Ok so, I think that especially with this pandemic that has forced everyone to go remote; we have really seen that cloud is the number one way of collaborating right? There are more zoom meetings going on, data being shared whether it’s via drive or dropbox or any of the other services. There is more collaboration going on whether it’s on teams or via Skype. Whatever platform is preferred, all of these platforms are actually hosted in the cloud. What I think is going to happen is that we are going to see much more start-ups actually focusing on building this type of infrastructure that allows remote working, that is locally built.
If we look at what happens when a service like Zoom decides you know what, we can no longer support Africa because there are too many requests, too much crime, too much whatever it is that is coming from there and they shut it off. What happens when a service like Netflix is no longer available in Africa, what happens when a service like Teams is no longer available. Do we have alternatives? And the answer is no right? So we actually have to invest in building our own enterprise collaboration and remote working systems and tools and all of those will be hosted in the cloud. I think that organisations as well by seeing how disruptive this crisis has been to their businesses and has been to collect data, to being able to work remotely and being able to share information with clients, with vendors, and with their teams will realise that a cloud-first strategy is something that necessarily really invest in and once you start seeing those investments, you will actually start seeing opportunities for cloud service providers as well as data centres across Nigeria that are already there and they already host AWS servers. So, they will also be able to expand further and that will also help with a lot of latency that we have by accessing services because we will be locally hosted in the country but still in the cloud.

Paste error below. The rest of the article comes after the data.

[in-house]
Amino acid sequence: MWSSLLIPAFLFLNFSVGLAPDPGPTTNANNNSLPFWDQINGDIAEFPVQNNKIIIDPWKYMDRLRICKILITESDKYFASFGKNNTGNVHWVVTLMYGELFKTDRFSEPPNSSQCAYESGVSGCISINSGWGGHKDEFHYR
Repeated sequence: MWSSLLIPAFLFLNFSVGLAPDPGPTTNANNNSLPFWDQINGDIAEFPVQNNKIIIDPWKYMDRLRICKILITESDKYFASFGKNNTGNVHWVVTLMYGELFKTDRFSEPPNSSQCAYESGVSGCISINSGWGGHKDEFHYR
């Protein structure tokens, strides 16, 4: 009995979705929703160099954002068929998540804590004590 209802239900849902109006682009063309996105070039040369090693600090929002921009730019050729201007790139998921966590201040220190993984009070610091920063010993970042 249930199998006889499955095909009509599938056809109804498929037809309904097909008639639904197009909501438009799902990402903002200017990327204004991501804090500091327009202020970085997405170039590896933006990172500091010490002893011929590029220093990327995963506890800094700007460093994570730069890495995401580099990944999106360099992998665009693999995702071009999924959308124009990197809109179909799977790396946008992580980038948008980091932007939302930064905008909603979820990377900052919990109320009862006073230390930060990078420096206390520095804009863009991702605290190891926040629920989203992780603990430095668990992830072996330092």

So, I think that we are going to see a lot of opportunities in the entire technology space. But, I think that computing power will be one of the things that will be really important and this is where we look at cloud computing and we look at quantum computing as well. I think opportunities will abound in that space, however, they will also require a lot of heavy investment right? So it will not be something that small start-ups will be able to play in, in my opinion. I think it will be more companies that are already established, like Rex center, MainOne, 21st century that will be able to really play in this space and really harness the benefits because they have already invested and built the infrastructure.
They all have between Tier 3 and Tier 4 data centres and they are expanding and Nigeria is a really big hub for also Pan-African cloud services and data hosting services. So, I think these types of businesses will really be able to accelerate their growth and I think that we will see a lot of smaller businesses that will pay back that these figure companies will offer and that will build actual cloud solutions because I think we need both right? We need the infrastructure side where we host but then we need the solution side as well where we have actual enterprise solutions that are being built for the local environment and that are hosted locally as well. Just that, we also understand as a long-term strategy that we have to as a nation reduce the dependencies that we have and become creators rather than the consumers.
I think that cloud services will be driven by the need for these types of collaborative and remote working services that are local, that is, for example, being able to pay for something in Naira denomination as opposed to having to use dollars with the currency being further depreciated. We are going to see a lot more businesses offering Naira based services that will excel and I think that these are really big opportunities that we can harness in the very near future.